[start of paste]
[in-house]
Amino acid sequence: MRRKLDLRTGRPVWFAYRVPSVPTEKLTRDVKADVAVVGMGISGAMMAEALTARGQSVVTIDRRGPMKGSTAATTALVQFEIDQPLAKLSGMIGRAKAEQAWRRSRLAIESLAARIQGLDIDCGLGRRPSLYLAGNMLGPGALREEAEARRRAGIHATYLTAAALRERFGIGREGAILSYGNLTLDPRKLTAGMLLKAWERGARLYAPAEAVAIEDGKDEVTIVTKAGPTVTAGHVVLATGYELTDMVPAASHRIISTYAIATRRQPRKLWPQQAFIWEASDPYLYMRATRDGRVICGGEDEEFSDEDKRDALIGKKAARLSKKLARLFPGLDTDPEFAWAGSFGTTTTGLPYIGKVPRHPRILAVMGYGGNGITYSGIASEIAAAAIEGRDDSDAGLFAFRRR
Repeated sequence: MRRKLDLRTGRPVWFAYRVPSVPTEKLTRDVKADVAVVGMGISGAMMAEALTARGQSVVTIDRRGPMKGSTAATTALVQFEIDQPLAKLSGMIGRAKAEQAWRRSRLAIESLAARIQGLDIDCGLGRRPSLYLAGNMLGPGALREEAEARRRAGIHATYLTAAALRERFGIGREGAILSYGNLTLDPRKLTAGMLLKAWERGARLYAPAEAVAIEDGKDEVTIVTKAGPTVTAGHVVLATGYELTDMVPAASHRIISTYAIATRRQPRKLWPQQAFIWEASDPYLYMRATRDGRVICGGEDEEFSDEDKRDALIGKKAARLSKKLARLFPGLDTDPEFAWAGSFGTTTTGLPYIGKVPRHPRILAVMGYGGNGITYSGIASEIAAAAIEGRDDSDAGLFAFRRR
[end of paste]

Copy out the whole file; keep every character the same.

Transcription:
[in-house]
Amino acid sequence: MRRKLDLRTGRPVWFAYRVPSVPTEKLTRDVKADVAVVGMGISGAMMAEALTARGQSVVTIDRRGPMKGSTAATTALVQFEIDQPLAKLSGMIGRAKAEQAWRRSRLAIESLAARIQGLDIDCGLGRRPSLYLAGNMLGPGALREEAEARRRAGIHATYLTAAALRERFGIGREGAILSYGNLTLDPRKLTAGMLLKAWERGARLYAPAEAVAIEDGKDEVTIVTKAGPTVTAGHVVLATGYELTDMVPAASHRIISTYAIATRRQPRKLWPQQAFIWEASDPYLYMRATRDGRVICGGEDEEFSDEDKRDALIGKKAARLSKKLARLFPGLDTDPEFAWAGSFGTTTTGLPYIGKVPRHPRILAVMGYGGNGITYSGIASEIAAAAIEGRDDSDAGLFAFRRR
Repeated sequence: MRRKLDLRTGRPVWFAYRVPSVPTEKLTRDVKADVAVVGMGISGAMMAEALTARGQSVVTIDRRGPMKGSTAATTALVQFEIDQPLAKLSGMIGRAKAEQAWRRSRLAIESLAARIQGLDIDCGLGRRPSLYLAGNMLGPGALREEAEARRRAGIHATYLTAAALRERFGIGREGAILSYGNLTLDPRKLTAGMLLKAWERGARLYAPAEAVAIEDGKDEVTIVTKAGPTVTAGHVVLATGYELTDMVPAASHRIISTYAIATRRQPRKLWPQQAFIWEASDPYLYMRATRDGRVICGGEDEEFSDEDKRDALIGKKAARLSKKLARLFPGLDTDPEFAWAGSFGTTTTGLPYIGKVPRHPRILAVMGYGGNGITYSGIASEIAAAAIEGRDDSDAGLFAFRRR